Pippin looked up at the thunderous clopping he had heard in the distance. It was not so distant now. His eyes widened as he became aware of Orcs heading his way. He could feel their darkness approach him, and it terrified his limbs into numbness. He understood then that all he had to do was stay still and he would be safe until they had moved on. ‘Don’t move, you fool of a Took! Don’t ruin this now!’ But as the army drew near, Pippin’s terror grew. He tried so hard to keep himself still, he didn’t notice that he was in fact inching backwards. After one too many steps taken blindly, Pippin’s foot struck a root that had freed itself from the earth. He fell onto his back with a loud thud and an eruption of leaves.
True only to Itself and to Its Maker, the Ring now made Its own decision. Amid the scuttling, It used this moment to betray Pippin and fall from his hand, leaving the hobbit visible to all. Pippin knew it immediately. It wasn’t the hundreds of Orc eyes suddenly fixed on him. It wasn’t the eyes of the two who had followed him, silent and hidden, waiting to see where fate took this moment. It was the silence. A terrible, deafening silence. And the lifting of a weight he hadn’t known he carried.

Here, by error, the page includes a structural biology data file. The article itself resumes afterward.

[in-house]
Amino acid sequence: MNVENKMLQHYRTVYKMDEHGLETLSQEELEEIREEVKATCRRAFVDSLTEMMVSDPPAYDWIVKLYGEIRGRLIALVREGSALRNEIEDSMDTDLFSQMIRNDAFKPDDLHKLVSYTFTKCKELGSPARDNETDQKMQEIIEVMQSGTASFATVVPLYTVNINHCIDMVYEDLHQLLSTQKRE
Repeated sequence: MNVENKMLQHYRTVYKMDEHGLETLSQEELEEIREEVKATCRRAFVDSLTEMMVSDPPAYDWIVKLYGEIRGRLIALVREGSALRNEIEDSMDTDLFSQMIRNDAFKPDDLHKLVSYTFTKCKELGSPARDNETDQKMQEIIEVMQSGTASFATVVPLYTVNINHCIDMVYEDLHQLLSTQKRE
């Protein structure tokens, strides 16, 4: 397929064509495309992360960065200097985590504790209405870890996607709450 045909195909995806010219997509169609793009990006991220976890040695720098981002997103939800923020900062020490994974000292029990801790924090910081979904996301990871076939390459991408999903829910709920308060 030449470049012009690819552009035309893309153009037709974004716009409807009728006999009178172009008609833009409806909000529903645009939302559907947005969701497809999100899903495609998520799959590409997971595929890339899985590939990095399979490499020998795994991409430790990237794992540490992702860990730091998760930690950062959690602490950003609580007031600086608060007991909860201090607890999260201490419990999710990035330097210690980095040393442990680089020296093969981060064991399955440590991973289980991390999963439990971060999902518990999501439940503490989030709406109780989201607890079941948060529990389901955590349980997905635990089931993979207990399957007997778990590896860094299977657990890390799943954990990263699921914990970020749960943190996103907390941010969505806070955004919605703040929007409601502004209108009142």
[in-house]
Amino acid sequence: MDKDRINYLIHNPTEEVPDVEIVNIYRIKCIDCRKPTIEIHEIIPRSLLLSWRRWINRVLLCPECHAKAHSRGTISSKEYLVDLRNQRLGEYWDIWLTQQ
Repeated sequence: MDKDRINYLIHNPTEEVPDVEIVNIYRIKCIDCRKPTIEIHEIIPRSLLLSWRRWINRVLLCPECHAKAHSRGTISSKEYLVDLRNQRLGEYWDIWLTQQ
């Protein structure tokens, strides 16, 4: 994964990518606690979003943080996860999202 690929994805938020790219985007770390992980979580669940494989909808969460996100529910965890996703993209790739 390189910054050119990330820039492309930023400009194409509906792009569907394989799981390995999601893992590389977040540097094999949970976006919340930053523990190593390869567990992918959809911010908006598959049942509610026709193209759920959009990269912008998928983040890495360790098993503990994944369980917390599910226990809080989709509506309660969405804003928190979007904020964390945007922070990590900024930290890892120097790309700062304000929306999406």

“What sort of wizardry is this! Ain’t that a halfling? That’s just what we be looking for, ain’t it? What do ya know, one drops in front of me as if I was in good graces with the Great Eye.” The Orc roared a cruel laugh and lunged for Pippin, who scrambled with his small arms and legs to get away from the terrifying creature. Behind his large form, more Orcs gathered to witness the spectacle.
Pippin found his feet and launched himself for a run, but he found himself flying through the air instead. “Not so fast, little one! You have an appointment with my Master!” The creature cackled again as he hauled Pippin up and threw him over his shoulder as if he were a sack of potatoes.
“Cap’n! Look! Norgry found somethin’! Somethin’ shiny!”